Research Reports - Prevalence and predictors of personality change after severe brain injury

Arch Phys Med Rehabil. 2015 Jan;96(1):56-62

Norup A(1), Mortensen EL(2)

OBJECTIVES: To investigate the prevalence of personality change after severe
brain injury; to identify predictors of personality change; and to investigate
whether personality change is associated with distress in family members.
DESIGN: A longitudinal study of personality change.
SETTING: Rehabilitation unit.
PARTICIPANTS: The study sample was composed of 22 pairs of patients with
traumatic brain injury or nontraumatic brain injury (N=22) and their significant
others (SOs).
INTERVENTIONS: Not applicable.
MAIN OUTCOME MEASURES: An SO completed the observer version of the NEO Five
Factor Inventory rating the patient at discharge from hospital and 1 year after
injury. The SOs were also asked to complete the anxiety and depression scales of
the Symptom Checklist-90-Revised, rating their own emotional condition and
health-related quality of life (HRQOL) as assessed by the 4 mental scales of the
Medical Outcomes Study 36-Item Short-Form Health Survey.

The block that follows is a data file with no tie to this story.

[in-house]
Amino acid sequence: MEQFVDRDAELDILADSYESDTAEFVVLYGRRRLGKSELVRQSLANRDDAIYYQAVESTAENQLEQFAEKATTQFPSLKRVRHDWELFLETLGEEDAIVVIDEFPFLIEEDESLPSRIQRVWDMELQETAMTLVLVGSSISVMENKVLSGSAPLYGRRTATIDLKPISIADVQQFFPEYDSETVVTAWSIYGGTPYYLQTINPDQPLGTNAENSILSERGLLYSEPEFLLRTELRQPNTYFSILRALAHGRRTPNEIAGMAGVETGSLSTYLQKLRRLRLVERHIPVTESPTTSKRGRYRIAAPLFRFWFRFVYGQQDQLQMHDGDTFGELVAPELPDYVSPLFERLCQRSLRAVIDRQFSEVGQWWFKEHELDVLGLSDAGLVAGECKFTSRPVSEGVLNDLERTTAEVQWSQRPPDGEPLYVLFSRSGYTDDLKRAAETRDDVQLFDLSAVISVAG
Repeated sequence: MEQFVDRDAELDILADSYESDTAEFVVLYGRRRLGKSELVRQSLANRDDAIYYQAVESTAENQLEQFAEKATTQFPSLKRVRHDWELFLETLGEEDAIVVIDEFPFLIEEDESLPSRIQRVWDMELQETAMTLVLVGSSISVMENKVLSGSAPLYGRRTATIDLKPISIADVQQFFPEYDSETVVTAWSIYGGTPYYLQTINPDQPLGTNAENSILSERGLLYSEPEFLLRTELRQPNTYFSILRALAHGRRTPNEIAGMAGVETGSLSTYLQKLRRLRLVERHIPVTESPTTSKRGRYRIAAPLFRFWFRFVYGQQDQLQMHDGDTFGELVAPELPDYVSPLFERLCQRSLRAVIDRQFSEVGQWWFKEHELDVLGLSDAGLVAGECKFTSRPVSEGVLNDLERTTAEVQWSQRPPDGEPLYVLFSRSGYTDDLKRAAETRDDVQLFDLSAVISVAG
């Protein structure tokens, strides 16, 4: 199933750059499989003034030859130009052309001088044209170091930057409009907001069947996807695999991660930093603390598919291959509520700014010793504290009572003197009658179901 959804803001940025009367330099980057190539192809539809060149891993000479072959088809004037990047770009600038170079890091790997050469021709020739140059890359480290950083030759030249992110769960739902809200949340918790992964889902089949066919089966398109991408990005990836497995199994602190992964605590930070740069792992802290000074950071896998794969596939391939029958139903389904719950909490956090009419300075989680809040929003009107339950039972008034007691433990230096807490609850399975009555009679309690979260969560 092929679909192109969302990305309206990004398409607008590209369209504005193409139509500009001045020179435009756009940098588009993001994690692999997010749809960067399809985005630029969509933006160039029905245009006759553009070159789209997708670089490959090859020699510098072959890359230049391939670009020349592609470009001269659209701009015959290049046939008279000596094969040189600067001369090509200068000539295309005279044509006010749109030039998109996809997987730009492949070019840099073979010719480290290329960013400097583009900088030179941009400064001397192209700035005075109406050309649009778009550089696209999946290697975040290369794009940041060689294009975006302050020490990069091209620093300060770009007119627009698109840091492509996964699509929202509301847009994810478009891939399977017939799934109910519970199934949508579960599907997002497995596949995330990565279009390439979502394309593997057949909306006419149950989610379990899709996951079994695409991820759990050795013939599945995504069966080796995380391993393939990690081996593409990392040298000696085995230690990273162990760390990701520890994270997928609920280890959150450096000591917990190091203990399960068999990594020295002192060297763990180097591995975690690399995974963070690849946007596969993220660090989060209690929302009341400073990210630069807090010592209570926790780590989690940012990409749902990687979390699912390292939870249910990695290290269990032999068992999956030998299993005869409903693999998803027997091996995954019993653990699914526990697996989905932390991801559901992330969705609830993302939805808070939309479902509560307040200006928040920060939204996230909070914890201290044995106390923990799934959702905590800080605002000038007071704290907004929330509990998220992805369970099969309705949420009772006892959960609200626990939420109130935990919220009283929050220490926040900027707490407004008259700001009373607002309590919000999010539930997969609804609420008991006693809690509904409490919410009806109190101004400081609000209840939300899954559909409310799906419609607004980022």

RESULTS: Of the sample, 59.1% experienced personality change after acquired brain
injury, and the most dominant changes were observed in the personality traits of
neuroticism, extraversion, and conscientiousness. Changes in neuroticism were
most often observed in patients with frontal or temporal lesions. Generally,
personality changes in patients were not associated with more distress and lower
HRQOL in family members; however, change in patient agreeableness was associated
with lower HRQOL on the role limitations-emotional scale.
CONCLUSIONS: Personality change was observed in most patients with severe brain
injury. Change in neuroticism was associated with frontal and temporal lesions.
Generally, personality change was not associated with more distress and lower

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